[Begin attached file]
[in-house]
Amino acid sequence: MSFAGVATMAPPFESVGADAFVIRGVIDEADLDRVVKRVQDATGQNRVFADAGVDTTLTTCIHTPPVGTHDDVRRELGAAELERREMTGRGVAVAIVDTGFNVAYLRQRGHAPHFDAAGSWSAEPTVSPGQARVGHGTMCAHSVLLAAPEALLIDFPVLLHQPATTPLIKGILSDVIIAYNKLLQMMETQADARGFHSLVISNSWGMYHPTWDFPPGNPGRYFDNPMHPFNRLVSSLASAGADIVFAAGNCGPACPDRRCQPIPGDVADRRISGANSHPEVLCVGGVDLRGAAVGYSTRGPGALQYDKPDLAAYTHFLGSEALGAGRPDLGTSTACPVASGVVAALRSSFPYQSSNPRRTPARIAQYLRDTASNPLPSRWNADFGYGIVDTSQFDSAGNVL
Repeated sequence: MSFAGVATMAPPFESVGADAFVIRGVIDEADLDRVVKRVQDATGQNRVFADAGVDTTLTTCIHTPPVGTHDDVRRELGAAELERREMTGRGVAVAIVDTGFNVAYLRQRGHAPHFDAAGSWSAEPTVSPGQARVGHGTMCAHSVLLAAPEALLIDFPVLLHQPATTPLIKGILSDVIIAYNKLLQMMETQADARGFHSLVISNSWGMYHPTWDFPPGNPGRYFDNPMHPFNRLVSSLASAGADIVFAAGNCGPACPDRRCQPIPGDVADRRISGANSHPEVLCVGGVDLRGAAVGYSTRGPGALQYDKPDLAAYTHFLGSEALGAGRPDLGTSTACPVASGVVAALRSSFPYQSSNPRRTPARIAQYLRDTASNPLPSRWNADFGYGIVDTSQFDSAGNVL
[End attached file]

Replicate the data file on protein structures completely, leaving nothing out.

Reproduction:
[in-house]
Amino acid sequence: MSFAGVATMAPPFESVGADAFVIRGVIDEADLDRVVKRVQDATGQNRVFADAGVDTTLTTCIHTPPVGTHDDVRRELGAAELERREMTGRGVAVAIVDTGFNVAYLRQRGHAPHFDAAGSWSAEPTVSPGQARVGHGTMCAHSVLLAAPEALLIDFPVLLHQPATTPLIKGILSDVIIAYNKLLQMMETQADARGFHSLVISNSWGMYHPTWDFPPGNPGRYFDNPMHPFNRLVSSLASAGADIVFAAGNCGPACPDRRCQPIPGDVADRRISGANSHPEVLCVGGVDLRGAAVGYSTRGPGALQYDKPDLAAYTHFLGSEALGAGRPDLGTSTACPVASGVVAALRSSFPYQSSNPRRTPARIAQYLRDTASNPLPSRWNADFGYGIVDTSQFDSAGNVL
Repeated sequence: MSFAGVATMAPPFESVGADAFVIRGVIDEADLDRVVKRVQDATGQNRVFADAGVDTTLTTCIHTPPVGTHDDVRRELGAAELERREMTGRGVAVAIVDTGFNVAYLRQRGHAPHFDAAGSWSAEPTVSPGQARVGHGTMCAHSVLLAAPEALLIDFPVLLHQPATTPLIKGILSDVIIAYNKLLQMMETQADARGFHSLVISNSWGMYHPTWDFPPGNPGRYFDNPMHPFNRLVSSLASAGADIVFAAGNCGPACPDRRCQPIPGDVADRRISGANSHPEVLCVGGVDLRGAAVGYSTRGPGALQYDKPDLAAYTHFLGSEALGAGRPDLGTSTACPVASGVVAALRSSFPYQSSNPRRTPARIAQYLRDTASNPLPSRWNADFGYGIVDTSQFDSAGNVL